Slowly, Korea starts recognizing overseas vaccinations

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Slowly, Korea starts recognizing overseas vaccinations

An international student at Keimyung University receives a Covid-19 vaccine at a vaccination center in Daegu. [NEWS1]

An international student at Keimyung University receives a Covid-19 vaccine at a vaccination center in Daegu. [NEWS1]

 
Korea is slowly starting to recognize overseas vaccinations.
 
Visitors who have been given quarantine exemption certificates to enter Korea can have their overseas vaccinations recognized here to take advantage of incentives, such as gathering in public in larger numbers.
 
United States Forces Korea (USFK) personnel and diplomats and their families will also be recognized if they were vaccinated overseas.
 
The Korea Disease Control and Prevention Agency (KDCA) and the Ministry of Health and Welfare announced new guidelines for recognizing overseas vaccinations on Tuesday.
 
“Until now, there was an inconvenience for people who were vaccinated abroad as they couldn’t prove their vaccination record and weren’t subject to vaccine incentives,” Son Young-rae, a senior epidemiological strategist at the Central Disaster Management Headquarters, said in a briefing on Tuesday.
 
“It is necessary to solve these problems to further support the phased recovery to normal life focusing on vaccinated people,” said Son.
 
Overseas vaccinations are still not recognized for visitors from abroad, most of whom must do 14-day quarantines at their own expense. The exception is a limited category of people coming for important business, academic, public interest or humanitarian purposes. They can apply for quarantine exemption certificates before traveling to Korea, and then enter the country without quarantine.
 
But they couldn’t benefit from domestic vaccine incentives as Korea didn't have a system to check the validity of foreign vaccination records.
 
The government decided to issue vaccine certificates to people vaccinated overseas gradually, starting with those who received quarantine exemption certificates when entering Korea, USFK personnel, diplomats and their families.
 
The only vaccines accepted are those that have received World Health Organization (WHO) approval for emergency use: Pfizer, Moderna, Janssen, AstraZeneca, Covishield (AstraZeneca vaccine by Serum Institute of India), Sinopharm and Sinovac. Two weeks must have passed since the inoculation.
 
To get one's vaccination recognized, a person must visit a public health center and submit an overseas vaccination record and quarantine exemption certificate. They will receive a digital vaccine certificate from the mobile application COOV, or a paper certificate.
 
Vaccination records can be viewed in the COOV application from Thursday, which people vaccinated abroad can present as a proof of inoculation.
 
Vaccine certificates for USFK personnel will be issued in a separate paper certificate format.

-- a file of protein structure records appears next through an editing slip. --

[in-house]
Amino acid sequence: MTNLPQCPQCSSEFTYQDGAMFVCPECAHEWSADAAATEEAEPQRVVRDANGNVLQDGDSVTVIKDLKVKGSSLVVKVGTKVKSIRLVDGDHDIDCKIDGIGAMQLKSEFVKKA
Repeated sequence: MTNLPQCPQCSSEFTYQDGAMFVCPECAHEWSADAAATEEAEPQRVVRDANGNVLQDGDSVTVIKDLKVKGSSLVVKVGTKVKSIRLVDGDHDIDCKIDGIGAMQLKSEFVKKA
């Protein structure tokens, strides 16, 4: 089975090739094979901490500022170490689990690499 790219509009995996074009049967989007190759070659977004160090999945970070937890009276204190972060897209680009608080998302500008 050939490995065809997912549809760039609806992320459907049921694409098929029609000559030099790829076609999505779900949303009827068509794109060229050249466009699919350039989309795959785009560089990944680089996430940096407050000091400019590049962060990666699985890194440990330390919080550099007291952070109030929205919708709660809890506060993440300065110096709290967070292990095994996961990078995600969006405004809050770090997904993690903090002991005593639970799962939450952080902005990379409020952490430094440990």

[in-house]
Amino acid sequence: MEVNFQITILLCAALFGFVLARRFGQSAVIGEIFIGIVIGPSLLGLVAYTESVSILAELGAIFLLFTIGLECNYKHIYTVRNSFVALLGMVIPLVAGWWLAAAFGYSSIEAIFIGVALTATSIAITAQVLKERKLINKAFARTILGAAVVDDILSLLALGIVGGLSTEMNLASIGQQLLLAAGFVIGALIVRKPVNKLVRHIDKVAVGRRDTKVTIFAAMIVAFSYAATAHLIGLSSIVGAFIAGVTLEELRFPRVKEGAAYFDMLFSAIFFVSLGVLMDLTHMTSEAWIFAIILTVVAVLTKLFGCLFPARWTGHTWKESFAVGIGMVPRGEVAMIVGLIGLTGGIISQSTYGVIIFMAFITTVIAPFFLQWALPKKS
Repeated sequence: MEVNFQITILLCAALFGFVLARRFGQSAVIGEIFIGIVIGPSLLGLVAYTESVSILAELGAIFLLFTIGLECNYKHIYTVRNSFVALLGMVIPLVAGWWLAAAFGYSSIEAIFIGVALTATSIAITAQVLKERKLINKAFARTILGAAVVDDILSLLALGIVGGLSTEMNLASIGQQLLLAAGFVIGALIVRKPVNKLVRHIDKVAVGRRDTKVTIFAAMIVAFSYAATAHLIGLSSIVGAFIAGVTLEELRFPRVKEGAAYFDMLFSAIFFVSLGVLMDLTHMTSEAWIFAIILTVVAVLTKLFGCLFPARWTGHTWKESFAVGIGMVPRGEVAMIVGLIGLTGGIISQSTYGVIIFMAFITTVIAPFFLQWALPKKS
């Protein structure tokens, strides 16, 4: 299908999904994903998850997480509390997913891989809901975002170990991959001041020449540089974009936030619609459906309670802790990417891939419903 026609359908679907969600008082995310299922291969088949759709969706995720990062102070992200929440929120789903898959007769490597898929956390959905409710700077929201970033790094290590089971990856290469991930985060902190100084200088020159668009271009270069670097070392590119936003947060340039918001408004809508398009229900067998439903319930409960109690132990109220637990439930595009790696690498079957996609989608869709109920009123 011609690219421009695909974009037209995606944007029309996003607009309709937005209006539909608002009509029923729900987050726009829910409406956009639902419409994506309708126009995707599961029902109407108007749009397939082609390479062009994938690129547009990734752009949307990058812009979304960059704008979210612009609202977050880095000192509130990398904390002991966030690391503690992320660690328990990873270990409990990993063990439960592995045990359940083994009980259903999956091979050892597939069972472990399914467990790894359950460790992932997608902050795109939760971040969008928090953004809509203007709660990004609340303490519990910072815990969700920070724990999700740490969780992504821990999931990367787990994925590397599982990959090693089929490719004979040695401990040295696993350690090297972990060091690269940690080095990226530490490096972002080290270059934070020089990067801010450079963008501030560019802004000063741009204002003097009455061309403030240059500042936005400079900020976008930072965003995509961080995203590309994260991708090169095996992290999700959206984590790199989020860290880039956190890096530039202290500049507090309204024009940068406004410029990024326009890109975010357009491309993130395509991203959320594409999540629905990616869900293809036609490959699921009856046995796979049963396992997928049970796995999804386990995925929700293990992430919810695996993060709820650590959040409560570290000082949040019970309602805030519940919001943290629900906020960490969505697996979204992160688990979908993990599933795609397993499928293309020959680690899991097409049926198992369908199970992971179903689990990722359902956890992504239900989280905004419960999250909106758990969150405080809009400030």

“We will also soon recognize the vaccination record for Korean nationals who have completed vaccination abroad and entered the country without receiving a quarantine exemption,” Son said.
 
“We plan to come up with specific measures for foreigners as well.”
 
Meanwhile, health authorities said they are still discussing introducing vaccine passports, or a Covid health pass system similar to those used overseas. The government earlier announced that it was considering a system in which only fully vaccinated people with vaccine passes could go to restaurants and bars. An unvaccinated person would have to present a recent negative PCR test result.
 
“A vaccine pass would not be a permanent system, but a system to be introduced during the transition period for a phased recovery to normal life,” Son said. “It is currently under review and has not been confirmed yet.”
 
Son explained that the government has yet to decide on many details. In Israel, for example, its Covid health pass system, called the “Green Pass,” is valid for six months since a person’s last shot — raising the possibility that Koreans may have to receive a shot every six months.
 
As of Monday midnight, 77.4 percent of Korea’s population had received one dose of a Covid-19 vaccine, while 53 percent had been fully vaccinated, according to the KDCA.
 
The country reported 1,575 new Covid-19 cases on Tuesday, including 1,557 local infections, raising the total caseload to 321,352.
 
Eleven more deaths were added, bringing the death toll to 2,524.
 
With the recent surge in Covid-19 patients, health authorities plan to expand home treatment for patients who are asymptomatic or have mild symptoms. Prime Minister Kim Boo-kyum said Tuesday that the government will come up with guidelines for a home treatment system within this week.
 
“Currently, we are expanding the subject to home treatment for Covid-19, which was operated on a trial basis mainly for children and adolescents, to adults, especially who have mild or no symptoms,” Son said. 
 
“A counseling team of medical staff contacts patients once or twice a day to check for any special symptoms and abnormalities,” Son explained. “In case there’s something wrong, an ambulance is sent to hospitalize patients or accommodate them [in a separate facility] for short periods to provide treatment.”

BY SEO JI-EUN [seo.jieun1@joongang.co.kr]
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